Here’s how to find the right attitude:
- Include identifying words in your job descriptions that allow job seekers to self-select and remind hiring managers what a successful hire would be.
- Create “Day in the Life” videos that showcase the office environment, customer/client base or even the daily activities of someone in the same position so they can connect to the organization/role.
- Ask candidates to identify the part of the organization resonates with them most (i.e. mission, audience, daily work tasks, etc.)
- Discuss the candidate’s professional aspirations and how those align with the job.
- Establish a pre-hire assessment that follows the same process as an internal project.
To find employees with an attitude that matches your company culture, think about your company values and what kind of personality traits it takes to brave each of your departments or the organization as a whole. Think about soft skills like, great communicators, patient, not afraid to be bold and honest, etc. These are the skills that are embedded in people’s hardwire- skills that can’t be changed or taught, but can enhance the tasks you’re looking for to produce knock-out performance results.
3. Continue onboarding after the candidate joins and provide learning opportunities
This is actually a multi-faceted statement. For one, recruitment of a particular hire will not end once they accept a position. The days and weeks that follow will decide whether they are a fit for your organization, as 20% of employee turnover occurs in the first 45 days of employment. There’s a lot that can go into the decision to leave right after beginning, which is why taking the time to welcome new hires with an onboarding program is so pivotal. Discover how your new hire’s goals can translate into the work of your company.
Within the first two months of a new hire’s employment, I sit down with each newbie individually and give a mini performance review. I ask what they’ve learned, how they’d like to better use their time (i.e. any special new departments or tasks they were exposed to they’d like to try). This assessment gives employees a chance to live the brancher life long enough to be fully onboarded, understand their duties and learn where they want to go next or work toward.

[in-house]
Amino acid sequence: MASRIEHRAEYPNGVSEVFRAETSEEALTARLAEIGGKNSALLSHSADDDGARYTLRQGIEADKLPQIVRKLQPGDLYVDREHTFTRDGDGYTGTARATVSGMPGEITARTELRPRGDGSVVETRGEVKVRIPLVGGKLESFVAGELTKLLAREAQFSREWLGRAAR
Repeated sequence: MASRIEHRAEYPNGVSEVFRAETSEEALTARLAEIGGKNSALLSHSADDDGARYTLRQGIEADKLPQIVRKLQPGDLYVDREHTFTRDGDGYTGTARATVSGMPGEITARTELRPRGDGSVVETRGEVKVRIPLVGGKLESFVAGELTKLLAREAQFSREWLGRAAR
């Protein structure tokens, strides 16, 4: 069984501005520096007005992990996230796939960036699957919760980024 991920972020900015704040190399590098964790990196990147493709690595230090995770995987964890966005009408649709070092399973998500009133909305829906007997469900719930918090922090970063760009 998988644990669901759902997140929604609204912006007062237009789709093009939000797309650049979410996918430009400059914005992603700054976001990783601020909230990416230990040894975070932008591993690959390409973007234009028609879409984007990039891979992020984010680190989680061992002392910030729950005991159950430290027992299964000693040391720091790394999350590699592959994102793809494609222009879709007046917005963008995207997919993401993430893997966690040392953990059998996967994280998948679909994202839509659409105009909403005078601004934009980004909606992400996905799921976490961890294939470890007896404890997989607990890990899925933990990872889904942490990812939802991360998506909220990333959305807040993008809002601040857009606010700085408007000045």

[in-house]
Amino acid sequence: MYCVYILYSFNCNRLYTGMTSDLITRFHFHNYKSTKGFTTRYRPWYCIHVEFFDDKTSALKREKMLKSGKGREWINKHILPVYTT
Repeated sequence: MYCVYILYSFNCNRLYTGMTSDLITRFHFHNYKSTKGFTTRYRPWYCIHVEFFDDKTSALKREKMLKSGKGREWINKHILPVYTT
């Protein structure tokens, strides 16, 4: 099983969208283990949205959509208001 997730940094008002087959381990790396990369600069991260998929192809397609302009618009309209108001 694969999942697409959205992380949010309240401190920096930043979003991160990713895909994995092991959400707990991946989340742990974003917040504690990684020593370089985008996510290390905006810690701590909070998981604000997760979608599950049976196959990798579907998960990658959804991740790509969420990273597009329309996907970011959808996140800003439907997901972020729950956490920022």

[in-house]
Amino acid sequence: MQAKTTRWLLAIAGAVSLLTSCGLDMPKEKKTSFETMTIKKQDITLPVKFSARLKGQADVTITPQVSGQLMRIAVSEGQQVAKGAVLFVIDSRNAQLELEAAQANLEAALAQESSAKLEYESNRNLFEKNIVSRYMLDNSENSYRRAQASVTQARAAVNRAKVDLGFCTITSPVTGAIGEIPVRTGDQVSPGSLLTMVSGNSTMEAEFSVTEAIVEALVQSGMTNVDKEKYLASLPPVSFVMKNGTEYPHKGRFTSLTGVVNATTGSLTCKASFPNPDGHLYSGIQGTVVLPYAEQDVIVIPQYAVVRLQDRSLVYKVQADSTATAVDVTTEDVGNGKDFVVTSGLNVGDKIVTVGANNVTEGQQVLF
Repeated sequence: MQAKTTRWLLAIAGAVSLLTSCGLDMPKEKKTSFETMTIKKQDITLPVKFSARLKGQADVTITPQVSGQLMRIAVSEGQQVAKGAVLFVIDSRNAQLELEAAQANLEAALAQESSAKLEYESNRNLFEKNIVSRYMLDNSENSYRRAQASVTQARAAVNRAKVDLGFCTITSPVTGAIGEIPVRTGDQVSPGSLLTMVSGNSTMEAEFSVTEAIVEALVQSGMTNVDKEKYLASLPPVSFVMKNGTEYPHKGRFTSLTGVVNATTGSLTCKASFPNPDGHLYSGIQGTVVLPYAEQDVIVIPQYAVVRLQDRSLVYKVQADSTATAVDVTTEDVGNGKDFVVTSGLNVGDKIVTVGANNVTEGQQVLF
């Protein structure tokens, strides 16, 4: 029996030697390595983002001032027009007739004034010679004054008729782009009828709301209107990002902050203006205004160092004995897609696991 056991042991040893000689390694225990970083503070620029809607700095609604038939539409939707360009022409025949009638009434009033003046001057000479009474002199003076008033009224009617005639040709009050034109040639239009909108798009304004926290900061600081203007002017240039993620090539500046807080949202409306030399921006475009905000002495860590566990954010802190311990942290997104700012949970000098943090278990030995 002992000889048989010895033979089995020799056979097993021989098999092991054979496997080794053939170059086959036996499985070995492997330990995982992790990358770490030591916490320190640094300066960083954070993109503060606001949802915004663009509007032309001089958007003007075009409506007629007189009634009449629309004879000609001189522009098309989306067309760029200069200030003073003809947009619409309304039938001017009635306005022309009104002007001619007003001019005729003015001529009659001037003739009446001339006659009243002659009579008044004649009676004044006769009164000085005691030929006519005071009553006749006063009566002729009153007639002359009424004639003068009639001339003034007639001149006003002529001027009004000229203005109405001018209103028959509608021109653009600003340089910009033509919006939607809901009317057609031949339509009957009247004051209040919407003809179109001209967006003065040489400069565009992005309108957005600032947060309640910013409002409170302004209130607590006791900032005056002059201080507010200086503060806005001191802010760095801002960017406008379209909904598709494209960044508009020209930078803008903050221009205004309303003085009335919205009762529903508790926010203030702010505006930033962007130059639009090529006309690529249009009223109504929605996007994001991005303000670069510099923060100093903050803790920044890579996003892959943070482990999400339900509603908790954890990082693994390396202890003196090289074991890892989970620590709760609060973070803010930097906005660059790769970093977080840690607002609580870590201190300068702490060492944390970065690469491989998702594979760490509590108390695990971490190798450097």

A large part of the reason Red Branch Media has branched out (excuse the pun) into a well-established full-service agency is our dedication to continued learning. In fact, if it weren’t for my employees having the freedom to include personal interests in their work, we wouldn’t have a comprehensive approach to some very important offerings (SEO and PR, to name a few). Doing this will, as mentioned benefit your organization, but will also keep your employees excited about their work and engaged.
The other meaning behind this statement is that how you handle recruitment and onboarding for one candidate can have direct influences on how the next string of applicants act. If they’ve heard great things about your company from friends, family and forums, you can bet they will be more apt to apply. However, the very opposite is true, too. People talk and they appreciate the opinions of outsiders more than they trust your word. Call it cynical, but workers believe companies are capable of talking up their employment programs far more than they deliver.
There’s a lot that goes into finding the right hire and keeping that hire engaged throughout their career at your company. There’s not one formula that works for all organizations or industries, but taking the time to analyze an applicant on their ability to thrive within the environment you plan to hire them for is absolutely necessary. You might get it wrong a few times, but more often than not, your diligence will land amazing people who get. Stuff. Done.Business & Finance Articles on Business 2 Community